with these two hoses to replace:


work area was quite pleasant though, as I dragged it dripping back to a campsite. The fire risk seemed low*


here shows the staining of quite how much fuel was slopping everywhere, there was a tide line


then it was over to France, then back over the Pyrenees - top of a 14km 6% climb with a fully laden 78hp powered van:


Also did one of the highest tunnels at 1880m above sea level. Coming down I did have to extinguish one front pad that was smoking comprehensively. All fun*. 

Now back in Spain, 25degrees plus. When I sorted out the heater blower I may* have possibly, maybe clamped the hot/cold lever in the wrong place so it was always a little bit on hot. Everyone was enjoying this, it was making the van especially a delightful place to be, if you like saunas. Only slight issue is it is way inside the dash. Finally sorted, very little skin left on my hands, but my family are relieved!

Just been wandering around this 11th century beast - how they built it without any machinery I have no idea:


Next stop Biarritz to see how the other half live. Current trip mileage 1250, mpg 21, oil 1l water 500ml. Reduction in life of brakes and clutch - very high. 


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Thanks - not sure I’m brave, more just I can’t afford a new one so this one has to work for us!! 

In answer to how the other half live:


Biaritz I think is French for pissing down sideways with a force 10. 

I had not accounted for rain, and wiper blades were old and squeaky, fixed by a quick trip to a hiper asia - was like if Amazon was a shop, shed loads of cheap Chinese shite. 

Did see the best car of the trip though, proper panda 4x4

AC83EAB9-29B8-4863-93A3-6446DA01AC32.thumb.jpeg.a9d6c3de73e6ed4e2b64da8e7ccefbb3.jpegThen the sun cAnd out briefly 


final aside, non motoring but what the hell is this - a light switch tiled into a splash back. Shocking. 

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  • rusty_vw_man changed the title to Rusty VW bothering - Em oh tea

MOT day - tweaked the handbrake from 22 clicks back to a more reasonable 4, switched out the LED headlights for the more test friendly halogens and drive it in. 

40 minutes later I had this 


which was a massive relief. Two areas of welding pointed out (tray in the engine bay and front wing into step area) that need some attention, but non structural so happy days. 

Might even treat it now to a new number plate bulb!!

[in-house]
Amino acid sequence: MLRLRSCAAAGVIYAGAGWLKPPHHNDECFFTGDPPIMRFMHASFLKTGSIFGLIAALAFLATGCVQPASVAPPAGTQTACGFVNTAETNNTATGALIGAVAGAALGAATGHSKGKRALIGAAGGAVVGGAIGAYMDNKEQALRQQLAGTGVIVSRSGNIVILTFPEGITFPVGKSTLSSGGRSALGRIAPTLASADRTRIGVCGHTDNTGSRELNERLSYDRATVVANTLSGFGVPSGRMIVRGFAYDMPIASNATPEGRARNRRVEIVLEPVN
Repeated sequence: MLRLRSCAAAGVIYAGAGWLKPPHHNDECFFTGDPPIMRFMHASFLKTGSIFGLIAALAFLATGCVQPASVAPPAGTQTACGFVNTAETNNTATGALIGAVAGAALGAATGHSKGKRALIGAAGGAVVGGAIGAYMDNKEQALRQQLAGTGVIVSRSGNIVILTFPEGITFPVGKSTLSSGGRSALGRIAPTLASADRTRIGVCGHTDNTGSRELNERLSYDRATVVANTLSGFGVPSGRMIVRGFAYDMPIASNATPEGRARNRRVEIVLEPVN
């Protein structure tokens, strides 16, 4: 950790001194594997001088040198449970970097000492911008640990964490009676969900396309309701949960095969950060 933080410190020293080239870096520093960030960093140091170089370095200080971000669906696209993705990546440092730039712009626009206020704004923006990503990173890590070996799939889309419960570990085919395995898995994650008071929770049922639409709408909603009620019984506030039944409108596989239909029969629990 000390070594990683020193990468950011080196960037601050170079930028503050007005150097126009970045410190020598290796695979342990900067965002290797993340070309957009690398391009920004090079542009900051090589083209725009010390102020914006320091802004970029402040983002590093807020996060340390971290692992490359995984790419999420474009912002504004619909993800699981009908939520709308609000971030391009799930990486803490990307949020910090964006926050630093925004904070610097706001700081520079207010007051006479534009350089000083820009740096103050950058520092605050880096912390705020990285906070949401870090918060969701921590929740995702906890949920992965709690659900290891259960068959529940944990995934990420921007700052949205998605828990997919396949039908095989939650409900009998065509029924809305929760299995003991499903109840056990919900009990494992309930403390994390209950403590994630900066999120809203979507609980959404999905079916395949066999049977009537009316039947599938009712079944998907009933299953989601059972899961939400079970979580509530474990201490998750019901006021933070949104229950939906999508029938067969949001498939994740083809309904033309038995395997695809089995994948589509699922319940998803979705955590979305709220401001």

Just need to pop the led headlamps back in again so I can actually see the road at night and I’m good to go for another 12.5 months. 

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2 hours ago, rainagain said:

Well done on the pass, I’d be tempted to leave the led lamps in. I’ve passed plenty of mots with different cars with leds fitted. As long as they’re half decent ones so you get the same beam spread. 

Interesting. I was tempted - they have really clean cut off and a beam pattern that matches the halogens spot on (I drew round the halogens on a wall and compared to the LEDs). 

The MOT always gives me the fear, so like to try and make sure there is nothing ambiguous! 

May be bolder next year!! 

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  • rusty_vw_man changed the title to Rusty VW bothering - oily hole

In preparation for mega 4000 mile road trip I have done the boring bits (oil change etc). Having read a horror story on here of a leaky gearbox that shat itself after running dry I thought I probably best check mine


not so clear upside down, but it’s rather leaky, simple fix but needs drive shafts removing, so one for after holiday.

first, level van:


then simply top up until it dribbles out the hole. Only issue is that it’s clearly not designed as a service item, as the filler is tucked behind the selector rod, and access is an arse - you can just make out the silver hole in this shot behind the bellows


oil can then be added drip at a time from a little bottle. Almost 700ml went in, which is something like a quarter of the box capacity. What an absolute arse of a job. 

Next up was a hidden switch for the fuel pump, as a bit of security. I added a small flashing light so that when the pump is off I get a reminder. Seems to work well, and should hopefully provide a bit of piece of mind when parked up in Riga and Tallin. 

Next is a hoover and a single bucket wash and packing. 5 days to go…..

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  • rusty_vw_man changed the title to Rusty VW bothering - clickerty clack

Friday morning  I popped out to check it was happy after oil change and there were no leaks once it got warm. 

On reversing I get greeted with the unmistakable clicky knocking of a CV joint. Not sure which one, and giving them all a waggle they all feel fine. Going forward is fine. Backwards less so. 

Today the postman bought me this handy CV kit.

All 4 are the same, so doesn’t matter which one it is. No time to fit it before we leave, so it’s gone in the spares box with a set of spline bits, ready for fitting either when it breaks, when the knocking gets too much or we get home, whichever happens soonest. 

Time will tell, but I bet it’s the outer as access is much worse, and the bolts haven’t been kept marinated in a  steady  dribble of gearbox oil.